ENG 320/THR 310 Shakespeare: Toward Hamlet. The first half of Shakespeare's career, with a focus on the great comedies and histories of the 1590s, culminating in a study of Hamlet. Instructor(s): Bradin T. Cormack
Section(s):
L01 09:00 AM - 09:50 AM M W
P01 11:00 AM - 11:50 AM W
P02 12:30 PM - 01:20 PM W
P03 10:00 AM - 10:50 AM Th
P03A 10:00 AM - 10:50 AM Th
ENG 339/COM 342/GSS 438 Topics in 18th-Century Literature: Love Gone Wrong Shakespeare wrote, "the course of true love never did run smooth" and Freud wrote of the "vicissitudes" of the passions, yet most readers regard heterosexual love stories as transparent, intelligible, and above all inevitable. We will read classic 18th-century novels from England, France, and Germany that show roads to and through the love plot to be rocky and full of impasses and swerves, with no certain endpoint. Such "vicissitudes" mark the very form of the narratives we will encounter. Class will examine issues such as gender fluidity, cross-dressing, queerness, love-madness, violence, repression, and panic. Instructor(s): April Alliston, Claudia L. Johnson
Section(s):
S01 01:30 PM - 04:20 PM M
ENG 340/ECS 368 Romanticism and the Age of Revolutions The Romantic era witnesses a revolution in literary styles and subjects during an age of revolutions...American, French, and heated debates about the rights of men, of women, and the atrocity of the slave trade, and amid, within, and across this, the vital power of imagination. Our study shall be literary aesthetics, formations, and practices, and consideration of ethical thought and moral values. In conflicts of judgment, and how we organize our lives together, writing is a powerful medium of negotiation and reflection. The syllabus invites you to engage its texts along these lines--in conversations, informal postings, and formal essays. Instructor(s): Susan Jean Wolfson
Section(s):
S01 11:00 AM - 12:20 PM M W
ENG 351 American Literature: 1865-1930 A study of the development of American literature within the context of the shifting social, intellectual, and literary conventions of the period. Emphasis will be on the artistic achievement of writers such as James, Howells, Chesnutt, Crane, Wharton, Cather, Hemingway, Fitzgerald, and Faulkner. Instructor(s): Lee Clark Mitchell
Section(s):
L01 10:00 AM - 10:50 AM T Th
P01 10:00 AM - 10:50 AM M
P02 11:00 AM - 11:50 AM M
P03 11:00 AM - 11:50 AM Th
P04 12:30 PM - 01:20 PM Th
P05 01:30 PM - 02:20 PM Th
ENG 357 Topics in American Literature: Henry James and William Faulkner This course examines the careers of two of America's most accomplished novelists. Manifest differences aside, both authors were obsessed with the ensnaring effects of plot, prompting both to imagine fictional realms that are as much "designs" on the reader as on characters. Instructor(s): Lee Clark Mitchell
Section(s):
S01 01:30 PM - 02:50 PM T Th
ENG 385 Children's Literature A survey of classic texts written for children from the past 200 years in (primarily) England and America. We will examine the development and range of the genre from early alphabet books to recent young adult fiction. We'll try to put ourselves in the position of young readers while also studying the works as adult interpreters, asking such questions as: How do stories written for children reflect and shape the lives of their readers? What can children's literature tell us about the history of reading, or of growing up, or of the imagination itself? In the process we will consider psychological and social questions as well as literary ones. Instructor(s): William Albert Gleason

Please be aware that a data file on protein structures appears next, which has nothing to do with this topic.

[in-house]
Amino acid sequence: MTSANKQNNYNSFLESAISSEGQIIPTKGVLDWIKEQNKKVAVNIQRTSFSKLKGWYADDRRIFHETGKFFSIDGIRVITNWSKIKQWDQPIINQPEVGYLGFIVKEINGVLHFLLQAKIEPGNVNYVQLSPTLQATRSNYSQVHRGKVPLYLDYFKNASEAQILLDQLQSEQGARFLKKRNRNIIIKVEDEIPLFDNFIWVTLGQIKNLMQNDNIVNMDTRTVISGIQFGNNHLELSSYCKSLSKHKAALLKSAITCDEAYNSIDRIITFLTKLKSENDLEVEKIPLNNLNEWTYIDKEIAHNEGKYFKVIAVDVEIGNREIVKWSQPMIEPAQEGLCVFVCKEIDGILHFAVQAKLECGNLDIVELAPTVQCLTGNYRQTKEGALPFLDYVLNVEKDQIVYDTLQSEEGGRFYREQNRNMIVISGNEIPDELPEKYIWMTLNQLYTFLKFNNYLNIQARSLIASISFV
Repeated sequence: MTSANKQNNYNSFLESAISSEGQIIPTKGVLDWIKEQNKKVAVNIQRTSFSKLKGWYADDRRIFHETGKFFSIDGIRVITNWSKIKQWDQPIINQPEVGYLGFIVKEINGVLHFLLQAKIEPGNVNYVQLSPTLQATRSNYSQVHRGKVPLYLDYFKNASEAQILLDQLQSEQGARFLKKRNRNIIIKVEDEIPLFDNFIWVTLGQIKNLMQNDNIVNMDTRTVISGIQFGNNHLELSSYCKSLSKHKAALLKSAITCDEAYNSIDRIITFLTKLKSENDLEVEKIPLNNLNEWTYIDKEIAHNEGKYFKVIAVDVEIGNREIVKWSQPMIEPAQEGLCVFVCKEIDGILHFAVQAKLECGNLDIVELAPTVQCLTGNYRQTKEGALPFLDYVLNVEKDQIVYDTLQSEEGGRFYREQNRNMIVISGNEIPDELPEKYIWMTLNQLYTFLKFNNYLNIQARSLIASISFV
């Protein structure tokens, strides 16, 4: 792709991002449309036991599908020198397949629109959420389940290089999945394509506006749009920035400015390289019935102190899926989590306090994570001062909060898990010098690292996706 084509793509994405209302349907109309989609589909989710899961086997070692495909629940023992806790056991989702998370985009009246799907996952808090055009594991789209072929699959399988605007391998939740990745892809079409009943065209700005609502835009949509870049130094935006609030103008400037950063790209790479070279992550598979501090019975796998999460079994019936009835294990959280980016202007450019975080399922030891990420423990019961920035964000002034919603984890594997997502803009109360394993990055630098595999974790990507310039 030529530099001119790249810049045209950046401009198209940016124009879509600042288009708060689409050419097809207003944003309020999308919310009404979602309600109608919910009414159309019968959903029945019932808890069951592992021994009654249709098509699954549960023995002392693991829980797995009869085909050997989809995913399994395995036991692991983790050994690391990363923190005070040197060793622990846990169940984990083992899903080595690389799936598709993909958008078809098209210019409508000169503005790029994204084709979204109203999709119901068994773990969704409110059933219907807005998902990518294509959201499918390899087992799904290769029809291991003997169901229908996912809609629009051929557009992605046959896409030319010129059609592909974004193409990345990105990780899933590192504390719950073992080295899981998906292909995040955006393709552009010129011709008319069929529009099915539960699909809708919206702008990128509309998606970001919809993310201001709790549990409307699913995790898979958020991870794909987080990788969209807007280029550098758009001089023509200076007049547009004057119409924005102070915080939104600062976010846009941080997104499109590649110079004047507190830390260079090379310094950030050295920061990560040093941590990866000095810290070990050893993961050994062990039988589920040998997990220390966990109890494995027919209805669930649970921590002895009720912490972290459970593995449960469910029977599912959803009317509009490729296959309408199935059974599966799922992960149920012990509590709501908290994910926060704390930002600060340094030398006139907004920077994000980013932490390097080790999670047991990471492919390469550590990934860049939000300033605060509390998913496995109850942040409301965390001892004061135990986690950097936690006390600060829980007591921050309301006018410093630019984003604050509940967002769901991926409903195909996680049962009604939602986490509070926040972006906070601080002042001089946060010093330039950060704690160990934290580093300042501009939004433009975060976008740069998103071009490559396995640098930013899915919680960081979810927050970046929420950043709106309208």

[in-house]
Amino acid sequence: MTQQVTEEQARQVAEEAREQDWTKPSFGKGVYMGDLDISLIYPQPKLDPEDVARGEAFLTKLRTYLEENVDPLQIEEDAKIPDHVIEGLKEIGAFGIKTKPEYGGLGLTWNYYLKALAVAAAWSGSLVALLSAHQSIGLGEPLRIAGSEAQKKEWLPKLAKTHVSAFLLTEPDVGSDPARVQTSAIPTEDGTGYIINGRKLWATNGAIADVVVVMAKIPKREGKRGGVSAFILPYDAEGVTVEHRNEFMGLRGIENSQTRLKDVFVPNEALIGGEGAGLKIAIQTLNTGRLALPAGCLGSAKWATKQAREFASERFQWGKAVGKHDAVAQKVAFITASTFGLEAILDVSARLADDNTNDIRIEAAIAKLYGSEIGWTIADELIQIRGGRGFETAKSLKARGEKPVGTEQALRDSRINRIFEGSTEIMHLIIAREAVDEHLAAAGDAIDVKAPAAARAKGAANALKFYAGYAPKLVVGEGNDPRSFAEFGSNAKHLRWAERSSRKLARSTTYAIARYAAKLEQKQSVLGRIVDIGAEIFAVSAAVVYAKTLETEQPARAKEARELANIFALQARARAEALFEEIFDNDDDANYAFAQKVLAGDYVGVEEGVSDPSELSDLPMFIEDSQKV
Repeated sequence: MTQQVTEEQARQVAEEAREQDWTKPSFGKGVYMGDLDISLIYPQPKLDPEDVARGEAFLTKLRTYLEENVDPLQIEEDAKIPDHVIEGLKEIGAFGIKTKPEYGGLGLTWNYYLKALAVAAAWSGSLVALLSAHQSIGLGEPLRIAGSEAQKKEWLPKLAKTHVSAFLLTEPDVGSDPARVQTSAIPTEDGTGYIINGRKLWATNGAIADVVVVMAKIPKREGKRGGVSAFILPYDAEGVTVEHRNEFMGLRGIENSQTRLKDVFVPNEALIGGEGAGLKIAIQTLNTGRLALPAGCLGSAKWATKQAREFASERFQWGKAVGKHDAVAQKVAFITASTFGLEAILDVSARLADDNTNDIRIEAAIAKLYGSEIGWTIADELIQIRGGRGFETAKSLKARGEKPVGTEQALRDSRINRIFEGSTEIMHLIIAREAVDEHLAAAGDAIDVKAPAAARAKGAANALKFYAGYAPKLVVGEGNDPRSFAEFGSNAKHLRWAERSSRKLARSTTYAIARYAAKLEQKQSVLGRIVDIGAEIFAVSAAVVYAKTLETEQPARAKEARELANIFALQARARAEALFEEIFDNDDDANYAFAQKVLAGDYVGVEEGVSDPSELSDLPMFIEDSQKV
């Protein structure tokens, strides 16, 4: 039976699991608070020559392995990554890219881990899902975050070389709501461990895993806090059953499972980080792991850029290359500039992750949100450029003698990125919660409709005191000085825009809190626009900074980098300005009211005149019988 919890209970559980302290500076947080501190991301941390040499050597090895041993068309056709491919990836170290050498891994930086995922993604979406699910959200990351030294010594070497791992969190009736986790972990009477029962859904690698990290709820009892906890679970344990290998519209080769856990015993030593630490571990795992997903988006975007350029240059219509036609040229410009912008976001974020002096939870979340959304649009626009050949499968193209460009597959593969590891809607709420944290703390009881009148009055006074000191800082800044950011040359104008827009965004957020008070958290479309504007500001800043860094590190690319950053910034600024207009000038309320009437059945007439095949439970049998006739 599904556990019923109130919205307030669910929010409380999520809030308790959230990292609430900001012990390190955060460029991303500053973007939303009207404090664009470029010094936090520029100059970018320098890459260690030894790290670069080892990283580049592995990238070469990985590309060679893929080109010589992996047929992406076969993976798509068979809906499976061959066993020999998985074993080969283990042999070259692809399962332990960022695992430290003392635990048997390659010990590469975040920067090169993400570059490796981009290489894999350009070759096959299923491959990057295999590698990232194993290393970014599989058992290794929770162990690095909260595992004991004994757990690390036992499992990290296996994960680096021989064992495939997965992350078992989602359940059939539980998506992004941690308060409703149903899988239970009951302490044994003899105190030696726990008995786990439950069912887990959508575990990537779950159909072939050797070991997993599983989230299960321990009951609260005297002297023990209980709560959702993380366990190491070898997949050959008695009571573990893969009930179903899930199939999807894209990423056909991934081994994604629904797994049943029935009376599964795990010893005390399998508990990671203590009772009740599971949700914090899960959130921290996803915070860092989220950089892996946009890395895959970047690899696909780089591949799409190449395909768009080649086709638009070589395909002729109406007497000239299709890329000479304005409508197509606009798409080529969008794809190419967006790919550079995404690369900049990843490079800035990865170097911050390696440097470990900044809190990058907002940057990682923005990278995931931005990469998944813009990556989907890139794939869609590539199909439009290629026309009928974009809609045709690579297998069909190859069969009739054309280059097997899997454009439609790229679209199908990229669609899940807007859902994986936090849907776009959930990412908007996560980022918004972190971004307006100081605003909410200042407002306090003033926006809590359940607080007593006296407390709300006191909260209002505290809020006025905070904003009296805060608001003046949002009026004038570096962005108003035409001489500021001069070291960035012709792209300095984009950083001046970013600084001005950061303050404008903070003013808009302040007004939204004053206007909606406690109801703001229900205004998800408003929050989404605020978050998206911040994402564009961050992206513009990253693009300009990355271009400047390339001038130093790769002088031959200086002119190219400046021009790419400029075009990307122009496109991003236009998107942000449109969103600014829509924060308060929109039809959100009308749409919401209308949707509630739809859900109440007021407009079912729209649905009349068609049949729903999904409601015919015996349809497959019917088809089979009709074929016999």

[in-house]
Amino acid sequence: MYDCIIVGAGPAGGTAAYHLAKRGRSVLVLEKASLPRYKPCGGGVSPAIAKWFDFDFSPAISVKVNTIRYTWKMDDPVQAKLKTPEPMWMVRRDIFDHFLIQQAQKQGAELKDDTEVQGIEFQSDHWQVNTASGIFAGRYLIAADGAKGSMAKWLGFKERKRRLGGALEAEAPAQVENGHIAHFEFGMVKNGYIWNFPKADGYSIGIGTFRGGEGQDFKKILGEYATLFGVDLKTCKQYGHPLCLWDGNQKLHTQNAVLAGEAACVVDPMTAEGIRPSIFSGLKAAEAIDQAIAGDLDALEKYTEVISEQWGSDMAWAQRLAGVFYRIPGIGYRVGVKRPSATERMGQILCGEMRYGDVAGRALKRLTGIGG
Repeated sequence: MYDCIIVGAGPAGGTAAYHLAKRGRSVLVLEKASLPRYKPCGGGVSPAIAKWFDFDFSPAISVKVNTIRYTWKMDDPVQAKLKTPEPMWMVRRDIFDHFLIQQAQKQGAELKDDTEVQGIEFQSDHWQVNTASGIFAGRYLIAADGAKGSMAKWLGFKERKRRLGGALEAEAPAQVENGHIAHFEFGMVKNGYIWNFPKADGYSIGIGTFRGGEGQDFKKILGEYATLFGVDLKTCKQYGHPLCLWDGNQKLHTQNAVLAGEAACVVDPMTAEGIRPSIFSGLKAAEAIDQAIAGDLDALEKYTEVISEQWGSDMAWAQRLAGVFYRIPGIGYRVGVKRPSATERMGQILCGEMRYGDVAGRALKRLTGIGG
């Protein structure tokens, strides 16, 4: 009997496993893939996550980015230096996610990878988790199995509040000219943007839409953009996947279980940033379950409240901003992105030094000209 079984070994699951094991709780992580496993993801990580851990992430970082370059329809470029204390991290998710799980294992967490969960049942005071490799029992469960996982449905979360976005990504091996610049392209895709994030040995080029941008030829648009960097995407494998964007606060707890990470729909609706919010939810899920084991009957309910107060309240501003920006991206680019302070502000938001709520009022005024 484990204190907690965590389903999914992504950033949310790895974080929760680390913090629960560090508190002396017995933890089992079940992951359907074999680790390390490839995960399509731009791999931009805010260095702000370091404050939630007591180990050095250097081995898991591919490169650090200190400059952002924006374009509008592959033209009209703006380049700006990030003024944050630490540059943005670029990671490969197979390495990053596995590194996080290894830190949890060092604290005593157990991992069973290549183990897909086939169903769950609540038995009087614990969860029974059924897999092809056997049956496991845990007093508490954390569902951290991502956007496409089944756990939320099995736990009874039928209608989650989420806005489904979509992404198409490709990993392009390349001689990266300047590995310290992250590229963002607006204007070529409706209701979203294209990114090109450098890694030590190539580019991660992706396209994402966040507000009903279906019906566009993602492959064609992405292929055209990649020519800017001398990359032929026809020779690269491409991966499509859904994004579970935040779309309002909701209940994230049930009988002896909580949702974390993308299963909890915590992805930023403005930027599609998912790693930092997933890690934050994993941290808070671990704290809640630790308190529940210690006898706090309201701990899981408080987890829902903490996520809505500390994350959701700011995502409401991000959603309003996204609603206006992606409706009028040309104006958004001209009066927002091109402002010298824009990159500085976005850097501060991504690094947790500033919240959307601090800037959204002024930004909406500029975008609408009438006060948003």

Section(s):
L01 12:30 PM - 01:20 PM M W
P01 01:30 PM - 02:20 PM M
P01A 01:30 PM - 02:20 PM M
P02 02:30 PM - 03:20 PM M
P02A 02:30 PM - 03:20 PM M
P03 03:30 PM - 04:20 PM M
P03A 03:30 PM - 04:20 PM M
P04 07:30 PM - 08:20 PM M
P04A 07:30 PM - 08:20 PM M
P05 10:00 AM - 10:50 AM T
P05A 10:00 AM - 10:50 AM T
P06 11:00 AM - 11:50 AM T
P06A 11:00 AM - 11:50 AM T
P07 01:30 PM - 02:20 PM T
P07A 01:30 PM - 02:20 PM T
P08 02:30 PM - 03:20 PM T
P08A 02:30 PM - 03:20 PM T
P09 03:30 PM - 04:20 PM T
P09A 03:30 PM - 04:20 PM T
P10 10:00 AM - 10:50 AM W
P10A 10:00 AM - 10:50 AM W
P11 11:00 AM - 11:50 AM W
P12 01:30 PM - 02:20 PM W
P13 02:30 PM - 03:20 PM W
P14 10:00 AM - 10:50 AM Th
P15 11:00 AM - 11:50 AM Th
P99 01:00 AM - 01:00 AM
ENG 390/COM 392/HUM 390 The Bible as Literature This course will study what it means to read the Bible in a literary way: what literary devices does it contain, and how has it influenced the way we read literature today? What new patterns and meanings emerge? This course will examine the structures and modes of the Biblical books; the formation of the canon and the history of the apocryphal or deuterocanonical books; questions of authorship; its literary genres; histories of exegesis, interpretation, and commentary; the redaction, division, and ordering of biblical texts; the cultural, political, and intellectual worlds within which these texts were written. Instructor(s): D. Vance Smith
Section(s):
L01 01:30 PM - 02:20 PM M W
P01 02:30 PM - 03:20 PM W
P02 03:30 PM - 04:20 PM W
P03 02:30 PM - 03:20 PM M
P04 03:30 PM - 04:20 PM M
ENG 446 The Novel Since 2000 The last two decades have ushered in an unprecedented era of change and reflection. From the shifting of political and cultural orders at the turn of the millennium to the global circulation of the internet, human modes of expression have developed in dramatically different ways. We will explore novels written in English from 2000 to the present that reflect on change -- cultural, political, technological, environmental -- and in so doing, consider our position as twenty-first century readers in relation to both the past and the future. Instructor(s): Sarah A. Chihaya
Section(s):